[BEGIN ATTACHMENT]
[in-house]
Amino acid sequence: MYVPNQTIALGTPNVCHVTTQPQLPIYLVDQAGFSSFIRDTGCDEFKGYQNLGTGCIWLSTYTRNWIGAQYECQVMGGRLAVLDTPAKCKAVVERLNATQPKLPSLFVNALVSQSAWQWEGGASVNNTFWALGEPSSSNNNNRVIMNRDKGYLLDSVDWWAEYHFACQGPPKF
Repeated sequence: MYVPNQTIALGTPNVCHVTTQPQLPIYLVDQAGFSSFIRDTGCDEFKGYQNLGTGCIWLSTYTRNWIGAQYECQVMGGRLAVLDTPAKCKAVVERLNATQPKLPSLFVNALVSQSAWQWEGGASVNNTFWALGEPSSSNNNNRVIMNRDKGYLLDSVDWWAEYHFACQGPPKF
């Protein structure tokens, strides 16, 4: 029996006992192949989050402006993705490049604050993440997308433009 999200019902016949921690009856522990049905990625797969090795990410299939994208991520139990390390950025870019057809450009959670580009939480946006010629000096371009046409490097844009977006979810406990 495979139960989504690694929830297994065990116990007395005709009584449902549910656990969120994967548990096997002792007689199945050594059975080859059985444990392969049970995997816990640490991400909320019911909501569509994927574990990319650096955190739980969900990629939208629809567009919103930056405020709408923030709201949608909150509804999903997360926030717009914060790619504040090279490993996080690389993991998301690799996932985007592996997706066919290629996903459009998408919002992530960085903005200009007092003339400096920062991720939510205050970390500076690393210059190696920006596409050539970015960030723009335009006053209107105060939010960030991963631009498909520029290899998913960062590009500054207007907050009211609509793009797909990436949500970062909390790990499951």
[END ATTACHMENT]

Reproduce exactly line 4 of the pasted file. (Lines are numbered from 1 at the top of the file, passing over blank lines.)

């Protein structure tokens, strides 16, 4: 029996006992192949989050402006993705490049604050993440997308433009 999200019902016949921690009856522990049905990625797969090795990410299939994208991520139990390390950025870019057809450009959670580009939480946006010629000096371009046409490097844009977006979810406990 495979139960989504690694929830297994065990116990007395005709009584449902549910656990969120994967548990096997002792007689199945050594059975080859059985444990392969049970995997816990640490991400909320019911909501569509994927574990990319650096955190739980969900990629939208629809567009919103930056405020709408923030709201949608909150509804999903997360926030717009914060790619504040090279490993996080690389993991998301690799996932985007592996997706066919290629996903459009998408919002992530960085903005200009007092003339400096920062991720939510205050970390500076690393210059190696920006596409050539970015960030723009335009006053209107105060939010960030991963631009498909520029290899998913960062590009500054207007907050009211609509793009797909990436949500970062909390790990499951």